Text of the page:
I’ve quoted the entire poem here because, although it demonstrates how an autobiographical inclusion can perform a striking evolution in the structure of the poem, there are also a lot of Hammial “issues” here that one could explore at far greater length than I (or my readers!) can afford. It’s really, for example, a “vehicle poem”, but here the vehicle isn’t a grotesque contraption on wheels but a magical Persian carpet (the fact that the title locks together with an item in a list in the last two lines is a reasonably common way in which Hammial gives his poems a sense of structural unity). It also contains the potent idea of “downsizing”, which occurs in a number of the poems of this book and makes one feel that there is a stronger economic/political dimension here than in other books – “Options” is a good example. But downsizing is about losing personal status and also about losing transcendental, “magic carpet” aspirations – “what happened to the promised miracle?”. The “fool / with the chair & the whip” and “days / of circus” are circus references and circuses as well as nursery rhymes and fairy stories are a rich source of material for Hammial, recalling Rimbaud’s “barbarous sideshow”. There are a lot of verbal transitions: “jumped-up” seems to suggest the later “stack up” (an odd cliché, come to think of it), “tidy-up” and “pick-up” – the emphasis being on the word “up”, part of a magic carpet ride as opposed to the “down” of downsizing. If I were forced to make a stab at summarizing the poem, I would say that at least part of it can be reduced to: Forget about easy promises of transcendence, accept a reduction of self-image from the idealised heroes of one’s youth, don’t take a short cut to a higher life by marrying or inheriting money, abandon yourself to obsessions – in Hammial’s case, serial travel.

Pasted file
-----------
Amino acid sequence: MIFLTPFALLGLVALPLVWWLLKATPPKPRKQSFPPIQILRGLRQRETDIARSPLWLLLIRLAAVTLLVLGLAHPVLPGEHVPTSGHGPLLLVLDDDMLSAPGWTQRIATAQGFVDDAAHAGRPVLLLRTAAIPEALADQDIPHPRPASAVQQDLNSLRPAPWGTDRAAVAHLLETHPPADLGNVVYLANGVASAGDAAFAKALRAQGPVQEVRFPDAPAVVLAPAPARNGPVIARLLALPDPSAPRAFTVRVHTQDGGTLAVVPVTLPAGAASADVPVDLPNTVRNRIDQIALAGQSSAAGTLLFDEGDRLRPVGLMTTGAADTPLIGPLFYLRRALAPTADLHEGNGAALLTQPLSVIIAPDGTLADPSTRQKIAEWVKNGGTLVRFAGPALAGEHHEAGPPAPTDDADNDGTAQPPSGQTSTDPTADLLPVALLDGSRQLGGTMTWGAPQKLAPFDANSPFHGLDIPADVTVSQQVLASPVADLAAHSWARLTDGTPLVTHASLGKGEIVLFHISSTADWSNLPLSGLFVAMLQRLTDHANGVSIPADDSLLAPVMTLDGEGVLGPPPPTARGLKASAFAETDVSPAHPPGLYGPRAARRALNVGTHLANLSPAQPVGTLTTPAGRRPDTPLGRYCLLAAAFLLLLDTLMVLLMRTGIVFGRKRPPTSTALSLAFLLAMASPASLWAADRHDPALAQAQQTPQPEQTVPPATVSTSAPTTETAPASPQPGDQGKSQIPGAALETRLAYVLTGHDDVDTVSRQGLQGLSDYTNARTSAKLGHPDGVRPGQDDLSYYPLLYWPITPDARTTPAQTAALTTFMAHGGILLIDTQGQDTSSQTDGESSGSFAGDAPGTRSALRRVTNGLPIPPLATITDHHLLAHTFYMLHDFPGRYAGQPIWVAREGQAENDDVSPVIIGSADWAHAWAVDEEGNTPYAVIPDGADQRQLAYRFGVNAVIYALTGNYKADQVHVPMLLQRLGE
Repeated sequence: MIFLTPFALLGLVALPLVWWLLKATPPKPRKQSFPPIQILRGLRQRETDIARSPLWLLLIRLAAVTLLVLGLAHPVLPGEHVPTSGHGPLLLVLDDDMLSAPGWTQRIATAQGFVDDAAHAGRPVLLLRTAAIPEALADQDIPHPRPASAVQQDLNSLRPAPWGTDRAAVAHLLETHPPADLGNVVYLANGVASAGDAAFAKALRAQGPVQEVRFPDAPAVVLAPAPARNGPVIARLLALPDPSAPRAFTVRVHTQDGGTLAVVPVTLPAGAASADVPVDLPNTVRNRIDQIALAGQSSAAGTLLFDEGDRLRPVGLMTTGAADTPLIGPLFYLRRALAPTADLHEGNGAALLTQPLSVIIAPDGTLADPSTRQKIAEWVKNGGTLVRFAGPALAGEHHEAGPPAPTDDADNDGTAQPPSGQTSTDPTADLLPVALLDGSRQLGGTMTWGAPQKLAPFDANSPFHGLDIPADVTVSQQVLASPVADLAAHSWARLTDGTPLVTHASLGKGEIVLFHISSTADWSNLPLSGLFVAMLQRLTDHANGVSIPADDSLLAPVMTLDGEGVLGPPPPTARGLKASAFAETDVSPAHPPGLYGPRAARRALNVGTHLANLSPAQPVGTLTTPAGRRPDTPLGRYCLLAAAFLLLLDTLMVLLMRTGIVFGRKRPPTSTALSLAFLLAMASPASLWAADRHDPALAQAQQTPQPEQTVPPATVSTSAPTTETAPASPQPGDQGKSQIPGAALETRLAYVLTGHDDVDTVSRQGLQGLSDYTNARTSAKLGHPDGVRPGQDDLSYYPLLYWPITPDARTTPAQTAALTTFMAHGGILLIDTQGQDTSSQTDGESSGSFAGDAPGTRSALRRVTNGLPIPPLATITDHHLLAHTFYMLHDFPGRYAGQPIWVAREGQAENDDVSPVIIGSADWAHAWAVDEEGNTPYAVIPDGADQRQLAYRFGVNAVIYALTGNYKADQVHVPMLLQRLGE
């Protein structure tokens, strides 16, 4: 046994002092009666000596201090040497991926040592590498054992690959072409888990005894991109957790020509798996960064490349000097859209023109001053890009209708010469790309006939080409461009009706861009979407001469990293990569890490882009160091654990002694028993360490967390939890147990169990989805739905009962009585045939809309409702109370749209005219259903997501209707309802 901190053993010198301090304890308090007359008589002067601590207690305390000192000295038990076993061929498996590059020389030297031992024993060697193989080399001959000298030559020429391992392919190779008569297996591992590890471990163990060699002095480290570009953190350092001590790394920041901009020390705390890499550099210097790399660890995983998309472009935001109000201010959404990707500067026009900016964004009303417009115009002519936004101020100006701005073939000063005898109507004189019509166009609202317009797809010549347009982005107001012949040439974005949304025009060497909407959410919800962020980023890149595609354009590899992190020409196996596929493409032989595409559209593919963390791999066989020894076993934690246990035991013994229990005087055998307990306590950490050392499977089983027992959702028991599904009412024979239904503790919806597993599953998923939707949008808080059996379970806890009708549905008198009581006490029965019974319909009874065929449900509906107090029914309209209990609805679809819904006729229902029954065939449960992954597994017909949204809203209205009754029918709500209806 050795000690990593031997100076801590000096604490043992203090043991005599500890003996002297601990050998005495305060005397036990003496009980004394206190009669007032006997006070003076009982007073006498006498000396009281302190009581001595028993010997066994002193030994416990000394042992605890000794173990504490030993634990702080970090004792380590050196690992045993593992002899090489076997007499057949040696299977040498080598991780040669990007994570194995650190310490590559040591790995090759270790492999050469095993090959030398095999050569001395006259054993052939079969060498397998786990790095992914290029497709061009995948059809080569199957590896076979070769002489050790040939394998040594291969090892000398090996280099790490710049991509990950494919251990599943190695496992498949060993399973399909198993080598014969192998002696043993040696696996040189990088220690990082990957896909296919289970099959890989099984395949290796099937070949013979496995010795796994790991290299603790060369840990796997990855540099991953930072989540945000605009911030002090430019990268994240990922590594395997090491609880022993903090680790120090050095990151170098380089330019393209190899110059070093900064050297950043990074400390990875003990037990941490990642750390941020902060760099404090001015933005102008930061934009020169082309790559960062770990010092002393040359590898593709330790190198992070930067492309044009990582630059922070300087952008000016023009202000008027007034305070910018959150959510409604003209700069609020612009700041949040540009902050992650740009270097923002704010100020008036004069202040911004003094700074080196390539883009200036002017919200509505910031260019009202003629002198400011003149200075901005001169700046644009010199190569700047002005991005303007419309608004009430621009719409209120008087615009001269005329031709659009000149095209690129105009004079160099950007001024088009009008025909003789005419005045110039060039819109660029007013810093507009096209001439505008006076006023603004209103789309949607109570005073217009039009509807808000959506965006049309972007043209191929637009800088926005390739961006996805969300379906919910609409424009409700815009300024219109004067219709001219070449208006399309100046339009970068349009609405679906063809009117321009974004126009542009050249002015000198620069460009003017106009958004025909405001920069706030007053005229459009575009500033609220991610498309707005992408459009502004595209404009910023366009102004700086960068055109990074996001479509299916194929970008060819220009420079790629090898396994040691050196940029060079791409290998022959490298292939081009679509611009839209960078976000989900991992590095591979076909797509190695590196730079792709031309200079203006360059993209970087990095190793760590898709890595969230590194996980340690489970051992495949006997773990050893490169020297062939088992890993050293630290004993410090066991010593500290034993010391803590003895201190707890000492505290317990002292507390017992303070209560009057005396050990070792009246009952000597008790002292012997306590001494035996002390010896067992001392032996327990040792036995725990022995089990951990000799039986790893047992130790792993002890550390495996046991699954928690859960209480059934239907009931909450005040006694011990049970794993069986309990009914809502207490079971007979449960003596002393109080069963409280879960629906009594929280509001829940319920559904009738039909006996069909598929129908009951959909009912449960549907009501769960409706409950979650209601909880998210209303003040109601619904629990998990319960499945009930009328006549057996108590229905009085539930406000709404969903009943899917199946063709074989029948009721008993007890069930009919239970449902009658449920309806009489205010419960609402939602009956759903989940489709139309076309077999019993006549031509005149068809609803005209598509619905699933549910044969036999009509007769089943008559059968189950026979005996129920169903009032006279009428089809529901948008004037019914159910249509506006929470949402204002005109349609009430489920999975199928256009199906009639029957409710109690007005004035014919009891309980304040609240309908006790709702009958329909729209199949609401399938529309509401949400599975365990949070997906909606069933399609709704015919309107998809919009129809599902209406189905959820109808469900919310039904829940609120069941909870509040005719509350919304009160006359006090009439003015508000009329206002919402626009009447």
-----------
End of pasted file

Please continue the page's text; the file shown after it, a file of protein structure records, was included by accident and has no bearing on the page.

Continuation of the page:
An earlier book, Travel, contained autobiographical pieces about Hammial’s life in Detroit and these prepare us, somewhat for the same elements in Inveigling Snafus, including the book’s final “poem” which is a six page prose piece listing Hammial’s experience of giving in to the obsession with riding on freight trains, an honourable mode of travel dating back to the Great Depression in America but here a drive to both get away and expand experience. If this mode of Hammial’s work seems surprisingly straightforward, one is always reminded that it might be a case of a bizarre reality described realistically.

These comments about Detroit playing a greater role in the poems late in Hammial’s career were introduced by looking at the last lines of “Contriving”. These lines also introduce a couple of other issues. One is the reference to the sado-masochistic in “get me / over your barrel” which is an example of spanking/flogging fetishes that recur pretty often in Inveigling Snafus. In a mad world of desires, energies and compulsions-from-above this seems entirely fitting material, just as the circus world of “the / tumblers, the funambulists, the cockalorums, the Jills / and the Jacks” does. But there is also the phrase, “my messin’ up”, which introduces an element of dialect which is common in the poems of this book and which I don’t remember as being common before. There are “gonna”s, “doncha”s and even a “’sponsibility”. It seems to mark a desire in these poems to make a statement about linguistic level (avoid high style, stay low) but it is also willynilly a statement about place since these are American idioms rather than Australian ones.